Evidence for Ammonia-bearing Species on the Uranian Satellite Ariel Supports Recent Geologic Activity

Richard J. Cartwright, Chloe B. Beddingfield, Tom A. Nordheim, Joseph Roser, William M. Grundy, Kevin P. Hand, Joshua P. Emery, Dale P. Cruikshank, Francesca Scipioni

Research output: Contribution to journalArticlepeer-review

13 Scopus citations

Abstract

We investigated whether ammonia-rich constituents are present on the surface of the Uranian moon Ariel by analyzing 32 near-infrared reflectance spectra collected over a wide range of sub-observer longitudes and latitudes. We measured the band areas and depths of a 2.2 μm feature in these spectra, which has been attributed to ammonia-bearing species on other icy bodies. Ten spectra display prominent 2.2 μm features with band areas and depths >2σ. We determined the longitudinal distribution of the 2.2 μm band, finding no statistically meaningful differences between Ariel's leading and trailing hemispheres, indicating that this band is distributed across Ariel's surface. We compared the band centers and shapes of the five Ariel spectra displaying the strongest 2.2 μm bands to laboratory spectra of various ammonia-bearing and ammonium-bearing species, finding that the spectral signatures of the Ariel spectra are best matched by ammonia-hydrates and flash frozen ammonia-water solutions. Our analysis also revealed that four Ariel spectra display 2.24 μm bands (>2σ band areas and depths), with band centers and shapes that are best matched by ammonia ice. Because ammonia should be efficiently removed over short timescales by ultraviolet photons, cosmic rays, and charged particles trapped in Uranus' magnetosphere, the possible presence of this constituent supports geologic activity in the recent past, such as emplacement of ammonia-rich cryolavas and exposure of ammonia-rich deposits by tectonism, impact events, and mass wasting.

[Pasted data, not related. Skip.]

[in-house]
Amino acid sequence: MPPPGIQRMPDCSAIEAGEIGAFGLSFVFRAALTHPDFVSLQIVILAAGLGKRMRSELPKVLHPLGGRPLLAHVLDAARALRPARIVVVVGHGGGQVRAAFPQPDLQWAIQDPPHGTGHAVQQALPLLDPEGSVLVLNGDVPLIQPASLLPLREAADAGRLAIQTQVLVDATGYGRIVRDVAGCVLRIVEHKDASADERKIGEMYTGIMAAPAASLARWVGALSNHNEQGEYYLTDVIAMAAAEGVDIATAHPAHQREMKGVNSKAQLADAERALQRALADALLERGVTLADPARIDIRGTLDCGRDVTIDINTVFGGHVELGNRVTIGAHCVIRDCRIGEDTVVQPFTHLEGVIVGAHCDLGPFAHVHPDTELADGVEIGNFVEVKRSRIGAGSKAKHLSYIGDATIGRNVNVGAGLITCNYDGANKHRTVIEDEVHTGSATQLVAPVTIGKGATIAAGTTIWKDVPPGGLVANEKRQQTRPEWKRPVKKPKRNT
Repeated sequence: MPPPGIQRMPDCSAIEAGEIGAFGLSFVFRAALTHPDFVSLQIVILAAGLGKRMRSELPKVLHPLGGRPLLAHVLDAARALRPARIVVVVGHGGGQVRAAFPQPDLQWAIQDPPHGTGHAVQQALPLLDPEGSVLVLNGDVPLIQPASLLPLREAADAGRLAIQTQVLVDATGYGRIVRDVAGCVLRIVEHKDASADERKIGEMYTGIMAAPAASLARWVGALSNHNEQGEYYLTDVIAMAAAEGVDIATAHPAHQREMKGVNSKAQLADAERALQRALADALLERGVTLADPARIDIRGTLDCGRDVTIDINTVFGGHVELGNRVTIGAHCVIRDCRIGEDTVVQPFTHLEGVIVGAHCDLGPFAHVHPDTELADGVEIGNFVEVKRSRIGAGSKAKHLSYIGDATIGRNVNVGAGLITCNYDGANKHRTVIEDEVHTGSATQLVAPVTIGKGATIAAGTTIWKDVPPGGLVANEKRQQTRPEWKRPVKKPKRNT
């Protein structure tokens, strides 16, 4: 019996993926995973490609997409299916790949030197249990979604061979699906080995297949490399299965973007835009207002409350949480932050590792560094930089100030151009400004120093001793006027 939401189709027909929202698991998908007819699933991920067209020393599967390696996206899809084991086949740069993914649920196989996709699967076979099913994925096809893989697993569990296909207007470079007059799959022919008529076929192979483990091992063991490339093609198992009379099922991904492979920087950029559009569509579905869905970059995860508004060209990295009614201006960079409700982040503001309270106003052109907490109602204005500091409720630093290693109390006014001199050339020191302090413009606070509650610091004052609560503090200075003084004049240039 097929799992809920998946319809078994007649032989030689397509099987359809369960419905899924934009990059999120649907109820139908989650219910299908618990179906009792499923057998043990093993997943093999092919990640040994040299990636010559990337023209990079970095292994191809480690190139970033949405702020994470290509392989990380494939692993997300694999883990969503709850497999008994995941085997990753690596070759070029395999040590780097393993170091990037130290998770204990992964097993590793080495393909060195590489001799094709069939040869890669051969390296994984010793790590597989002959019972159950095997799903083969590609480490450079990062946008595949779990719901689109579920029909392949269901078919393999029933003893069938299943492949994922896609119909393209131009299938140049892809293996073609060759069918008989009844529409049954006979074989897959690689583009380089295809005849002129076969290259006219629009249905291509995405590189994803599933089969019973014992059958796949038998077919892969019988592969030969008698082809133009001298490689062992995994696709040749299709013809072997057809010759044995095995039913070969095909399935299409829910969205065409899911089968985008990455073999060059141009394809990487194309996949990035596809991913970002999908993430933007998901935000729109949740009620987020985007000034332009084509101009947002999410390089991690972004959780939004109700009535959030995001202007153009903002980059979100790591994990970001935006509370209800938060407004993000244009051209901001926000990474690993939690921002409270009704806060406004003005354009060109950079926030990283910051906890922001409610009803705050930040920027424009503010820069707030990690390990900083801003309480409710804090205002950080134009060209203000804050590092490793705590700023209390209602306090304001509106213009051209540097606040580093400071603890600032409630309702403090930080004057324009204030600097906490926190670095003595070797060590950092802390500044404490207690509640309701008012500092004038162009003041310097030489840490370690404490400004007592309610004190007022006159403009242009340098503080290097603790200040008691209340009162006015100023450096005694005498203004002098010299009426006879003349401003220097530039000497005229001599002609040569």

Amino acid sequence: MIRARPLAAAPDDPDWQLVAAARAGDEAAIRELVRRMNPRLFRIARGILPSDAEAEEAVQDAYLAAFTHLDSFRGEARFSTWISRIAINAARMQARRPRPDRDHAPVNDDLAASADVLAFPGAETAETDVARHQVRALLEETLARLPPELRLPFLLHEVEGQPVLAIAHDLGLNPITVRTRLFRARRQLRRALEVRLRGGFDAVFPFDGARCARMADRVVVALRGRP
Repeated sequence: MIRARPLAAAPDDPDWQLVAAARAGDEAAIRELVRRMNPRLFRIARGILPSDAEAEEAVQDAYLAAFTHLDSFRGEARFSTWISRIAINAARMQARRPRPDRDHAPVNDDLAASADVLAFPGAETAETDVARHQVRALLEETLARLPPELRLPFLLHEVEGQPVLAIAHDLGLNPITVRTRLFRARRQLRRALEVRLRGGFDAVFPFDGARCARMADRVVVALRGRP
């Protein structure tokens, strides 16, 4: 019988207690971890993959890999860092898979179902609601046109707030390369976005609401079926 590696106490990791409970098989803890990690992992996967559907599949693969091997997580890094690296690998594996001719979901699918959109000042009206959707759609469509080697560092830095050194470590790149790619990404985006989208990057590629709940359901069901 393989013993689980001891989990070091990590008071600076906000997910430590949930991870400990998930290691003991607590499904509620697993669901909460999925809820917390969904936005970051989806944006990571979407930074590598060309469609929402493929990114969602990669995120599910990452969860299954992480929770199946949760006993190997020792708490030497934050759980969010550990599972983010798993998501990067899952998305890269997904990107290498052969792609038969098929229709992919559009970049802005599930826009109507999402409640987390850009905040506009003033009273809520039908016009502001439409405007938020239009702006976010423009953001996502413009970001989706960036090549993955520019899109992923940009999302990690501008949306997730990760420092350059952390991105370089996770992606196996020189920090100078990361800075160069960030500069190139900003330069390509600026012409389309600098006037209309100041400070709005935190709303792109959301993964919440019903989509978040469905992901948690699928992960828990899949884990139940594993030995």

Original languageEnglish (US)
Article numberL22
JournalAstrophysical Journal Letters
Volume898
Issue number1
DOIs
StatePublished - Jul 20 2020

ASJC Scopus subject areas

  • Astronomy and Astrophysics
  • Space and Planetary Science

Fingerprint

Dive into the research topics of 'Evidence for Ammonia-bearing Species on the Uranian Satellite Ariel Supports Recent Geologic Activity'. Together they form a unique fingerprint.

Cite this